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Bronson Represents IACLEA at Congressional Staff Briefing

Yesterday, Deputy Executive Director Josh Bronson represented IACLEA by participating in a virtual congressional staff briefing to kick off National Police Week. The briefing was a chance for representatives from several other police associations to talk about Department of Justice (DOJ) grant programs. Other associations taking part included:

  • Association of State Criminal Investigative Agencies
  • International Association of Directors of Law Enforcement Standards and Training
  • Major Cities Chiefs Association
  • Major County Sheriffs of America
  • National Criminal Justice Association
  • National District Attorneys Association
  • National Fusion Center Association
  • National Narcotic officers' Associations' Coalition
  • SEARCH, the National Consortium for Justice Information and Statistics
  • Secure Community Network

Bronson addressed congressional staffers on the importance of the Collaborative Reform Initiative Technical Assistance Center (CRI-TAC), a program of DOJ’s COPS office. IACLEA has been a part of CRI-TAC since it first began in 2018.

“There are approximately 120 campus agencies that have been or are being served through CRI-TAC,” Bronson said. “This represents approximately 18 percent of all agencies that CRI-TAC has assisted or is currently assisting. That 18 percent represents the second highest percentage by agency type ahead of agencies such as sheriff’s offices, state police, and tribal police.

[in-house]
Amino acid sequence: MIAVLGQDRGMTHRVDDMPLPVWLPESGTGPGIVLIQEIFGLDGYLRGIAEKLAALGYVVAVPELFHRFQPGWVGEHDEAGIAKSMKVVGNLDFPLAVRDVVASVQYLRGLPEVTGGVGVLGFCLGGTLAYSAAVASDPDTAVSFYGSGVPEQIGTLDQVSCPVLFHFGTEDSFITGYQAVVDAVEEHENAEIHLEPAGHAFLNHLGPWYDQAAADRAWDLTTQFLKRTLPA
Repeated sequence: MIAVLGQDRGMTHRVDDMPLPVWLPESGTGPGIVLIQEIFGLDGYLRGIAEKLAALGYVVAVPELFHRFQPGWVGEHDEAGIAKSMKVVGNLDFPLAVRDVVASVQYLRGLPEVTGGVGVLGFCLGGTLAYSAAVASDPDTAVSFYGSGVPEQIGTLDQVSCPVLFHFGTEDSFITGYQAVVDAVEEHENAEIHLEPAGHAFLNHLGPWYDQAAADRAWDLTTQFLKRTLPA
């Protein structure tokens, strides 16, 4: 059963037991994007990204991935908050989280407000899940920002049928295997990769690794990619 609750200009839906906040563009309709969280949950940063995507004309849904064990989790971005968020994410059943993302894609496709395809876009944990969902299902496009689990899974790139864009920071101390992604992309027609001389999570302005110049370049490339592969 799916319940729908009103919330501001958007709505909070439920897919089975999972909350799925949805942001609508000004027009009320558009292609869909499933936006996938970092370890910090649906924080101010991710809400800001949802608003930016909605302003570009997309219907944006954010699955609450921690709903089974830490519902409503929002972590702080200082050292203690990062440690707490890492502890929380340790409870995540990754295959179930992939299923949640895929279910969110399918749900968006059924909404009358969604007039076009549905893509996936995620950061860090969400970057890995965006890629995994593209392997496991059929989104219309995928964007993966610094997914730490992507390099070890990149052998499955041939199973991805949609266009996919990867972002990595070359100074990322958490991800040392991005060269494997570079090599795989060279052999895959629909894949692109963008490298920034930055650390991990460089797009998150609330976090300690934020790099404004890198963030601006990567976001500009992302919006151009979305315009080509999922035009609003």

“The top five requested topics from campus agencies includes de-escalation, school safety, community engagement, leadership, and active shooter response. Campuses have found the funding particularly easy to obtain for many reasons and unlike some more traditional DOJ grant opportunities, CRI-TAC funding is not only available to campus police departments, but also to non-sworn campus public safety agencies.

“Like we saw recently in the tragedy at Bridgewater College in Virginia where Officer John Painter, a fully certified police officer, and Officer JJ Jefferson, a non-sworn public safety officer, where murdered protecting their communities, both sworn and non-sworn campus public safety officers are on the front lines and are first responders to emergency situations on their campuses. They need the same access to funding to better train and equip themselves to better serve their communities,” Bronson continued.

“CRI-TAC is an important program that hundreds and hundreds of police agencies of all sizes and types have been able to take advantage of, and I strongly encourage you to continue to support and fund CRI-TAC,” Bronson concluded.


CRI-TAC consists of nine leading policing associations including IACLEA, IACP, FOP, FBINAA, IADLEST, NOBLE, NAWLEE, MCSA, NSA, NTOA. It provides critical and tailored technical assistance to all types of police agencies, but campus agencies have found it especially useful and easy to use.   CRI-TAC uses a “by the field, for the field” customized approach in over 50 topic areas. The no cost service includes in-person and virtual or web-based training, in person technical assistance, virtual consultation, webinars, policy assistance, resource referral, and meeting facilitation. 

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